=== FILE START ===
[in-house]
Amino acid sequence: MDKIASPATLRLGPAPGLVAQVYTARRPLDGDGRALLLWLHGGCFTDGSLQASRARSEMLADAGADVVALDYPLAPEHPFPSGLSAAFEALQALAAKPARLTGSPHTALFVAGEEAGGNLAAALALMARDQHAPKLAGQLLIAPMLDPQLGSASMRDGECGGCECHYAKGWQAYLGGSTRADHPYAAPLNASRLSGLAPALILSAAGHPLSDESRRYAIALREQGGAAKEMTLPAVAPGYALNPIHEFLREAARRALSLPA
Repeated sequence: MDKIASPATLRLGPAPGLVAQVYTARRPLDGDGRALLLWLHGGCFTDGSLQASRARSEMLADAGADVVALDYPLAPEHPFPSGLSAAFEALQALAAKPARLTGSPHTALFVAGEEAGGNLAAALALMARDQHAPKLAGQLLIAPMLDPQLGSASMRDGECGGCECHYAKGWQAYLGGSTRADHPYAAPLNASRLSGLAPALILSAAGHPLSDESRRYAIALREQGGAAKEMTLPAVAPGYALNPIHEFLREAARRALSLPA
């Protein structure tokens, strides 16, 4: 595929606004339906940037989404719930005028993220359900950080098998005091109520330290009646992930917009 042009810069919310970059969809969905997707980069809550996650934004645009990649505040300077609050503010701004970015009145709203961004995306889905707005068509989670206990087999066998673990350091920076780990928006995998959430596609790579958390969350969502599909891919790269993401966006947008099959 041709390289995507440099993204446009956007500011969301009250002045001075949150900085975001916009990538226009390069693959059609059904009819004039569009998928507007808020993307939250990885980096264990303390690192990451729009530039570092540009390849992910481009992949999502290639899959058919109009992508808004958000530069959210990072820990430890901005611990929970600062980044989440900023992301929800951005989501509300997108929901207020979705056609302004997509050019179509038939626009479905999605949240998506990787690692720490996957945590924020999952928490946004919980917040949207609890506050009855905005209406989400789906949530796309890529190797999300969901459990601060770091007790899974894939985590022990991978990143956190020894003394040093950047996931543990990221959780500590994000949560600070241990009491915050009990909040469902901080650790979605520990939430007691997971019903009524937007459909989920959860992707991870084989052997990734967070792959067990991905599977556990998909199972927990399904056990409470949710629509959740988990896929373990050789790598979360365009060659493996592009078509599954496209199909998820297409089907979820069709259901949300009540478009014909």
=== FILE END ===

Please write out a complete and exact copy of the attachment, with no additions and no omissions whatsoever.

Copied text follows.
[in-house]
Amino acid sequence: MDKIASPATLRLGPAPGLVAQVYTARRPLDGDGRALLLWLHGGCFTDGSLQASRARSEMLADAGADVVALDYPLAPEHPFPSGLSAAFEALQALAAKPARLTGSPHTALFVAGEEAGGNLAAALALMARDQHAPKLAGQLLIAPMLDPQLGSASMRDGECGGCECHYAKGWQAYLGGSTRADHPYAAPLNASRLSGLAPALILSAAGHPLSDESRRYAIALREQGGAAKEMTLPAVAPGYALNPIHEFLREAARRALSLPA
Repeated sequence: MDKIASPATLRLGPAPGLVAQVYTARRPLDGDGRALLLWLHGGCFTDGSLQASRARSEMLADAGADVVALDYPLAPEHPFPSGLSAAFEALQALAAKPARLTGSPHTALFVAGEEAGGNLAAALALMARDQHAPKLAGQLLIAPMLDPQLGSASMRDGECGGCECHYAKGWQAYLGGSTRADHPYAAPLNASRLSGLAPALILSAAGHPLSDESRRYAIALREQGGAAKEMTLPAVAPGYALNPIHEFLREAARRALSLPA
């Protein structure tokens, strides 16, 4: 595929606004339906940037989404719930005028993220359900950080098998005091109520330290009646992930917009 042009810069919310970059969809969905997707980069809550996650934004645009990649505040300077609050503010701004970015009145709203961004995306889905707005068509989670206990087999066998673990350091920076780990928006995998959430596609790579958390969350969502599909891919790269993401966006947008099959 041709390289995507440099993204446009956007500011969301009250002045001075949150900085975001916009990538226009390069693959059609059904009819004039569009998928507007808020993307939250990885980096264990303390690192990451729009530039570092540009390849992910481009992949999502290639899959058919109009992508808004958000530069959210990072820990430890901005611990929970600062980044989440900023992301929800951005989501509300997108929901207020979705056609302004997509050019179509038939626009479905999605949240998506990787690692720490996957945590924020999952928490946004919980917040949207609890506050009855905005209406989400789906949530796309890529190797999300969901459990601060770091007790899974894939985590022990991978990143956190020894003394040093950047996931543990990221959780500590994000949560600070241990009491915050009990909040469902901080650790979605520990939430007691997971019903009524937007459909989920959860992707991870084989052997990734967070792959067990991905599977556990998909199972927990399904056990409470949710629509959740988990896929373990050789790598979360365009060659493996592009078509599954496209199909998820297409089907979820069709259901949300009540478009014909």